Tuesday 23rd September 2014

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Society
The art of talking PDF Print E-mail
By Eskedar Kifle   
Tuesday, 16 September 2014 06:23


If you ask what most influential public figures have in common, the answer usually is the skill of public speaking. This form of art, I believe, is something that is yet to be mastered by most public figures in Ethiopia.
As my job requires me to attend many meetings and conferences, I see a lot of professionals speaking about their work and things they are passionate about. Very rarely do I see people speak without holding on to a piece of paper, occasionally looking up to connect with audiences. Most of the time, the people speaking look like they have a gun to their heads and are so nervous that their voices shake and cannot speak clearly.
I am, most of the time, embarrassed when so called experts on something are invited to speak at an event and they cannot even speak from experience but rely on a piece of paper that somebody has written for them that they haven’t even looked at until right before they are invited to speak.
There are several organizations that are established to help those interested in bettering their speaking skills. One that is well known in Addis Ababa is Toastmasters Club. There are several Toastmasters clubs in Addis Ababa where people meet and have a platform to work on their public speaking skills through the help of other club members.
The local Toastmasters are known for hosting the only speaking contest in Addis Ababa called ‘So You Think You Can Speak’ which has become popular among many people. The contest is held every year and is aimed at encouraging the development of public speaking skills.
This year, TM clubs held their contest on August 30th at the AU where many, mostly young people, both from the different TM clubs as well as others participated. The contest was open to anybody that wanted to show their speaking skill and who went through several steps of evaluation. Those who were thought to be the best out of many presented their speeches on different topics on the day of the actual contest.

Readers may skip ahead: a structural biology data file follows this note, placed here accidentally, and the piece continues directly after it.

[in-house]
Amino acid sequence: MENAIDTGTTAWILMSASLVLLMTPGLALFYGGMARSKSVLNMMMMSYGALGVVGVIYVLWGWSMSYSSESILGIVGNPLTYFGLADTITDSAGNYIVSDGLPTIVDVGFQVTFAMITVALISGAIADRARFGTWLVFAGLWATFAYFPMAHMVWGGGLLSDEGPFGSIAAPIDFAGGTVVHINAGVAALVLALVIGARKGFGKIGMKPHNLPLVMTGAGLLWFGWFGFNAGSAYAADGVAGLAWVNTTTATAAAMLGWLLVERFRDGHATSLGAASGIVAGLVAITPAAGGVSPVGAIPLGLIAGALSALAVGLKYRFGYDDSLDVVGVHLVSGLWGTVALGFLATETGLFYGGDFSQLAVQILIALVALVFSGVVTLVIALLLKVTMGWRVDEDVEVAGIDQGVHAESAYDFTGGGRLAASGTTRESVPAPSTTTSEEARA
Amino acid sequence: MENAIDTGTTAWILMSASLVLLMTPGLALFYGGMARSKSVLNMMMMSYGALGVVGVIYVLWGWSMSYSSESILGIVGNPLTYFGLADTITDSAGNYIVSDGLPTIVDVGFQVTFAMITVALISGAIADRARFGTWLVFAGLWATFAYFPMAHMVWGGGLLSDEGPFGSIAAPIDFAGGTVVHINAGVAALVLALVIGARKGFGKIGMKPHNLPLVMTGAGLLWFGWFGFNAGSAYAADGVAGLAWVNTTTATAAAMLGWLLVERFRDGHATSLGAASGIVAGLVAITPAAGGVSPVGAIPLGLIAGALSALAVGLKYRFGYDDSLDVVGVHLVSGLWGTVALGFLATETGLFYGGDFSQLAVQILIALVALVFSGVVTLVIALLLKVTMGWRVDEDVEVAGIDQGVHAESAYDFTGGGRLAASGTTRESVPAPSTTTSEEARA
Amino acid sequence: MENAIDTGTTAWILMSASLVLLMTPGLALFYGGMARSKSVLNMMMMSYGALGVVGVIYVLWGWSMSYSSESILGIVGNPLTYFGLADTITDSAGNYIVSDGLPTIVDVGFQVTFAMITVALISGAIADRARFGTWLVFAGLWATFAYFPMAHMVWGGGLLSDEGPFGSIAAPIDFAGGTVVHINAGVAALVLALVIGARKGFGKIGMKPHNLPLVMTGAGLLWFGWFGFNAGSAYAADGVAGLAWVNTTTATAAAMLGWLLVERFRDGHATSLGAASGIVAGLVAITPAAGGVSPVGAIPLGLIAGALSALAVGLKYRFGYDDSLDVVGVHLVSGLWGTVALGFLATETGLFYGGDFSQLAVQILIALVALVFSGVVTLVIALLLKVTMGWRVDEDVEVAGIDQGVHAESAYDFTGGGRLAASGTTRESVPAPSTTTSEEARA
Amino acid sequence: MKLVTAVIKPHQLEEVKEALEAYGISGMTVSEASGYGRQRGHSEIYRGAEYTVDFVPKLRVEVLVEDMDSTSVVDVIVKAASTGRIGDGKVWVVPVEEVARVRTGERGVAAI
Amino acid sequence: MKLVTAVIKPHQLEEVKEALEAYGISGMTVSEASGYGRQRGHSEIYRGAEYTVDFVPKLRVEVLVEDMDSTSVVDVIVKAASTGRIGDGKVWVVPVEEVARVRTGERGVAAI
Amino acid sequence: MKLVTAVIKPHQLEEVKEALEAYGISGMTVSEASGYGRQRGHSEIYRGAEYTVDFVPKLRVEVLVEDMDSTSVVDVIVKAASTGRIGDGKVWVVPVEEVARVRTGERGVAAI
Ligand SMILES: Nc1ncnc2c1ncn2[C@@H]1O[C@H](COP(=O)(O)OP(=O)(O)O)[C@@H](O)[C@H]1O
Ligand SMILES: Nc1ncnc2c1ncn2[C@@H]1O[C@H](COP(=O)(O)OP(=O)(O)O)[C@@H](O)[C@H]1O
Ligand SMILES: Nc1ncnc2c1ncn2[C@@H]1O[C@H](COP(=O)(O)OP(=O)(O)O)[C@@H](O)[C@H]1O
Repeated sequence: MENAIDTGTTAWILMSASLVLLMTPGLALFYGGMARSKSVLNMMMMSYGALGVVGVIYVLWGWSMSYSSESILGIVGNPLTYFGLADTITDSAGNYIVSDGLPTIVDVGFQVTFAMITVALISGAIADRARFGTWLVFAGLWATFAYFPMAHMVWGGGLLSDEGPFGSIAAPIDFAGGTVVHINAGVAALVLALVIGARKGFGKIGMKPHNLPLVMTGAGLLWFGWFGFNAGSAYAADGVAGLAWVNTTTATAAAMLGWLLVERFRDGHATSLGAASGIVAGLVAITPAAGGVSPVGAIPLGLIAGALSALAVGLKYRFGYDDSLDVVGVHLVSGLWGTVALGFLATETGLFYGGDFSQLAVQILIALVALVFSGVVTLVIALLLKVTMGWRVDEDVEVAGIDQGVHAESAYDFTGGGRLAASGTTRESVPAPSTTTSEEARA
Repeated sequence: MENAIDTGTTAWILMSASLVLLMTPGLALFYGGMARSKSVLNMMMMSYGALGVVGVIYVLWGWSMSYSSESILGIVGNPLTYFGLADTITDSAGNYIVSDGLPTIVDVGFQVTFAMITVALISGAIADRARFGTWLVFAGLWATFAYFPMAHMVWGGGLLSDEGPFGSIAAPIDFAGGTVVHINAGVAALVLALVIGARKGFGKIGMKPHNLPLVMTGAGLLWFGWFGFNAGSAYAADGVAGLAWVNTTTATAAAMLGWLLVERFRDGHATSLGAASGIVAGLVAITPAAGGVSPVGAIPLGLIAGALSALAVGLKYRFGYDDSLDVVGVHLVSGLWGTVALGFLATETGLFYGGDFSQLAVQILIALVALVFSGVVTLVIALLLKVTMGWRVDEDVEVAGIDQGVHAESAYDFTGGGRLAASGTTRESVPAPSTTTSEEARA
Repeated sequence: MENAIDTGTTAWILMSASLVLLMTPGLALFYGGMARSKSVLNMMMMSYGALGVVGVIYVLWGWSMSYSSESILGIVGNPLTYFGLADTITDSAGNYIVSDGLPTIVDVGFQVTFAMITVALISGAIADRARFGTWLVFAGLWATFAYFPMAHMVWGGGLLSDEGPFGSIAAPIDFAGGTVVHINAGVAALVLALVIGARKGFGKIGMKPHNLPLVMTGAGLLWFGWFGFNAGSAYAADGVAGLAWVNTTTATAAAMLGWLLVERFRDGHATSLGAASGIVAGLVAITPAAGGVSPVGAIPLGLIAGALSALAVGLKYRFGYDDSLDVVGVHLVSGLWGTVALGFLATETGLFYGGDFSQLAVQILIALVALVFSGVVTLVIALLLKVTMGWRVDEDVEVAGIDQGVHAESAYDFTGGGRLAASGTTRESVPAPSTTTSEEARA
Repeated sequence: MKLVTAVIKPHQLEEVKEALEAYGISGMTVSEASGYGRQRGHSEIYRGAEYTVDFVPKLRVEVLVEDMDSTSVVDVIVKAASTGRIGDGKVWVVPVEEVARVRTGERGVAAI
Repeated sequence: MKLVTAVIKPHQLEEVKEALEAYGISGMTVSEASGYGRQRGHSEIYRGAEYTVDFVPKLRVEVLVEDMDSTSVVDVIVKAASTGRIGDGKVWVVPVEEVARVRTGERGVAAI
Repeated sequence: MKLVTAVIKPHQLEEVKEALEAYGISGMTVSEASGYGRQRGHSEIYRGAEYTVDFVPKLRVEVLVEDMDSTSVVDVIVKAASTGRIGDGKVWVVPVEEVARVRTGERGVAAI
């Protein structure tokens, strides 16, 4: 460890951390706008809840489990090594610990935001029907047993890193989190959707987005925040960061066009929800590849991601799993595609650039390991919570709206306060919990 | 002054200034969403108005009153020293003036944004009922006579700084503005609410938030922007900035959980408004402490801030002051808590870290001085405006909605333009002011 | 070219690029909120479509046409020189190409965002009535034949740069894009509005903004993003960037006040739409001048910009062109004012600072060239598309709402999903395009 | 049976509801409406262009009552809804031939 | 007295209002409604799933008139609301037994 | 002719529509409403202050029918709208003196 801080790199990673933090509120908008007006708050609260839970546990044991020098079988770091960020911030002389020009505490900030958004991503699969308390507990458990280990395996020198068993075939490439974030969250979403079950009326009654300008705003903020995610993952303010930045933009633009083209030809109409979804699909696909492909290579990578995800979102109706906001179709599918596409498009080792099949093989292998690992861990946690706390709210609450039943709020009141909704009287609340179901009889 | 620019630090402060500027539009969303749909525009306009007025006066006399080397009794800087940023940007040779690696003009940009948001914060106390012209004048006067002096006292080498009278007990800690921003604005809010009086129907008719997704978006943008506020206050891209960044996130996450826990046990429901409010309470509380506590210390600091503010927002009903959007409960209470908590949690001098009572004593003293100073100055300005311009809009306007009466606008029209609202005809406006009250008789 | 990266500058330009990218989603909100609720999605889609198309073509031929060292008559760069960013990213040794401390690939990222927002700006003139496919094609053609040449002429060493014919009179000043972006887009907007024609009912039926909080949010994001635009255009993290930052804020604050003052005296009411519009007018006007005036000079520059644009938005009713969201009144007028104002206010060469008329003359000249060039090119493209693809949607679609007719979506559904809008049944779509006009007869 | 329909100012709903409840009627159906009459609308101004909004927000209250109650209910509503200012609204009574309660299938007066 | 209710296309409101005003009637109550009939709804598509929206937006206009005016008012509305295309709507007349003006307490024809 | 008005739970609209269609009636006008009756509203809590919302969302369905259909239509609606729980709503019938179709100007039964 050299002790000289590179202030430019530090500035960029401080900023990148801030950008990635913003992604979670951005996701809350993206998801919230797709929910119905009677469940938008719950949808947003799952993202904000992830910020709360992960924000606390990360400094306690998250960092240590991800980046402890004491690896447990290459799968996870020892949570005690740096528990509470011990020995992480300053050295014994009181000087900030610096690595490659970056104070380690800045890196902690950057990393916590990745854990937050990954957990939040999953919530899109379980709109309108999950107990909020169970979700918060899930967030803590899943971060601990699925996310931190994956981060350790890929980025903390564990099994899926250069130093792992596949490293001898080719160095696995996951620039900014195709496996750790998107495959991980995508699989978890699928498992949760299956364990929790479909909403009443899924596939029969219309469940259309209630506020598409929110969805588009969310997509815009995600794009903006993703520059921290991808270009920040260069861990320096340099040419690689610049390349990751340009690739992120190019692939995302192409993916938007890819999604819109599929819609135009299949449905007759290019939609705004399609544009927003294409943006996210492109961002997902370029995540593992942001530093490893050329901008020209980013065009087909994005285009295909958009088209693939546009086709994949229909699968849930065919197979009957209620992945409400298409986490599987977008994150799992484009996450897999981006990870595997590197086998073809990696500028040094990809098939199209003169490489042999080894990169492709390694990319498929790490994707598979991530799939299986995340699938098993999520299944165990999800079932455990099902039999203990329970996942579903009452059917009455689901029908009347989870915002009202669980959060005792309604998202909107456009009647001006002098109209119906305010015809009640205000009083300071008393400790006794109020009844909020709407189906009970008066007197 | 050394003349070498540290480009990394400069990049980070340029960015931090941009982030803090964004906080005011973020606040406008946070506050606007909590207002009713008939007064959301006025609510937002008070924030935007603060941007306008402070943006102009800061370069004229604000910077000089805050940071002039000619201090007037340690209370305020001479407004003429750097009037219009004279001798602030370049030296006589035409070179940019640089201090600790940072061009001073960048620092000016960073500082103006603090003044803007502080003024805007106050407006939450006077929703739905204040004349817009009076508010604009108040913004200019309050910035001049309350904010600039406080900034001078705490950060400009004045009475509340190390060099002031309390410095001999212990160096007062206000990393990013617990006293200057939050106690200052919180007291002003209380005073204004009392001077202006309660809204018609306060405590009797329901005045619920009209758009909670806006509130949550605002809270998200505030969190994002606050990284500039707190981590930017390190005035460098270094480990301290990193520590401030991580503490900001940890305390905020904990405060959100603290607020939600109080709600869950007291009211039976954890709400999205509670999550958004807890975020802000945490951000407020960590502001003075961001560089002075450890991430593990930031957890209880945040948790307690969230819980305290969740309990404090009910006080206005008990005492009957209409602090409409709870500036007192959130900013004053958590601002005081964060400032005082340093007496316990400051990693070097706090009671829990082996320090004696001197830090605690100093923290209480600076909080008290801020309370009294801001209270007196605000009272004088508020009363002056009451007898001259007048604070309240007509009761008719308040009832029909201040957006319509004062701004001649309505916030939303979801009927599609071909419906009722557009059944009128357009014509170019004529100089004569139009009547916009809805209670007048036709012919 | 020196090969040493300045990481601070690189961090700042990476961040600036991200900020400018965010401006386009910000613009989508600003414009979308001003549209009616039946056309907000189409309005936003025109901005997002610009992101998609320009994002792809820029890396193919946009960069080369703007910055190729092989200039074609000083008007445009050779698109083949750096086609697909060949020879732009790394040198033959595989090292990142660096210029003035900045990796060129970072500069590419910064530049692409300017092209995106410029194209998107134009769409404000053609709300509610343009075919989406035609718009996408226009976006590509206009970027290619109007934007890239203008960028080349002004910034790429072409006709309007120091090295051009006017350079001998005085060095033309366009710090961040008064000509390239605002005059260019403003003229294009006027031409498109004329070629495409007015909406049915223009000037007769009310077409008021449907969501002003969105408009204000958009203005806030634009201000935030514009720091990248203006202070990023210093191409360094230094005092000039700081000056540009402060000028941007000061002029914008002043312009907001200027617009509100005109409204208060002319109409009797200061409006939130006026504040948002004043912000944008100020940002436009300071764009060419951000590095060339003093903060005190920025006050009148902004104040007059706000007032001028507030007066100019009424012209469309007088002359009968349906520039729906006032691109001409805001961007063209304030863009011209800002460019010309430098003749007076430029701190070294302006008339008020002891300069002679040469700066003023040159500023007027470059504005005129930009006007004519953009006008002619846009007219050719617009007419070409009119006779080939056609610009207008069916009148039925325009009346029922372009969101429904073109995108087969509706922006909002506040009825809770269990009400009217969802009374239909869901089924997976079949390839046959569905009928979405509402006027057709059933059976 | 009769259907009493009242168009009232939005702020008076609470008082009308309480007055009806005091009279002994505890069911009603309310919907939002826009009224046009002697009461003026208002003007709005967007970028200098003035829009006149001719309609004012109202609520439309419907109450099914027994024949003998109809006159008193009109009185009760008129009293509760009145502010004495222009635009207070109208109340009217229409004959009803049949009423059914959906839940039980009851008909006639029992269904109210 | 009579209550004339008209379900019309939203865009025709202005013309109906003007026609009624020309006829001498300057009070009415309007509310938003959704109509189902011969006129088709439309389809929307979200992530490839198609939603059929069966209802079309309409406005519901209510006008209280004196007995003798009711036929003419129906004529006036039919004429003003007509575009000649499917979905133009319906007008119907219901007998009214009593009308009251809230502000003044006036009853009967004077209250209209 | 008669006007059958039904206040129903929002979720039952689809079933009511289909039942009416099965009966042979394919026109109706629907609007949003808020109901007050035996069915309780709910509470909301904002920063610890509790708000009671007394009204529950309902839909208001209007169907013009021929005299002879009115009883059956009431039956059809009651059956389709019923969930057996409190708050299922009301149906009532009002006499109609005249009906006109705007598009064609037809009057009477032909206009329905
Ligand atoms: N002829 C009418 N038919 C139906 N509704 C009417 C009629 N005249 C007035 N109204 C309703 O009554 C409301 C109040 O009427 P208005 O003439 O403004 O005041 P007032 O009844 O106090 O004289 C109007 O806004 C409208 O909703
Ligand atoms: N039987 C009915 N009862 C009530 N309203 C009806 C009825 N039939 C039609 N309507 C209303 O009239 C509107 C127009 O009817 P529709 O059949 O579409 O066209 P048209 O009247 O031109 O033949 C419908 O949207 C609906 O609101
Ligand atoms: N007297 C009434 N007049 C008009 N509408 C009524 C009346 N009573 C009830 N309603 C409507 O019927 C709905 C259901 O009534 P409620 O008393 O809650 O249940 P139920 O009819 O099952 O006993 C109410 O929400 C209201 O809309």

The speeches touched upon interesting topics such as how to handle disappointments, how to be persistent, how to be thankful and how to become effective in life, among others. I found the speakers to be very good and really passionate about what they are speaking about.
Unfortunately, in the end, it seemed as though the whole event took a wrong turn to nonsenseville. This is because the event that was aimed at promoting the art of public speaking failed miserably at two things.
One was that all though, as the name ‘So You Think You Could Speak’ already indicates, it was a speaking competition, the organizers expected the speakers to evaluate a special speech presented by one of the organizers. It does not take a genius to understand that it was really very unfair to those who do not belong to toastmasters clubs and it was a very big advantage to those who did belong, because at Toastmasters, evaluating speeches is one of the things members are trained in literally every other week.
The other point the competition failed at was the end result. The person that won the competition and hence became the ‘Best Speaker of the Year’ was not one that was, let’s just say, the best. The speeches were judged on three basic things; content holding 50 percent, delivery holding 30 percent and language holding 20 percent of the score. The person with the title ‘Best Speaker of the Year’ was indeed very charming but was not nearly as good as the first and second runner ups when it came to content and language.
The end outcome was so disappointing to many that some were convinced that the only reason the winner was a winner was because he was a member of one of the TM clubs. To add insult to injury, a significant number of the judges at the competition were members of TM clubs which means it is very easy for them not to be objective and to be lenient towards their own.
The competition and the organizers came with a great and noble idea in hosting such a competition because we all know there is a real need for better public speakers in the country. But, the criteria for evaluating speeches should be fair and proper. Or else it should strictly remain a competition for TM club members leaving out others, but where is the fun in that?

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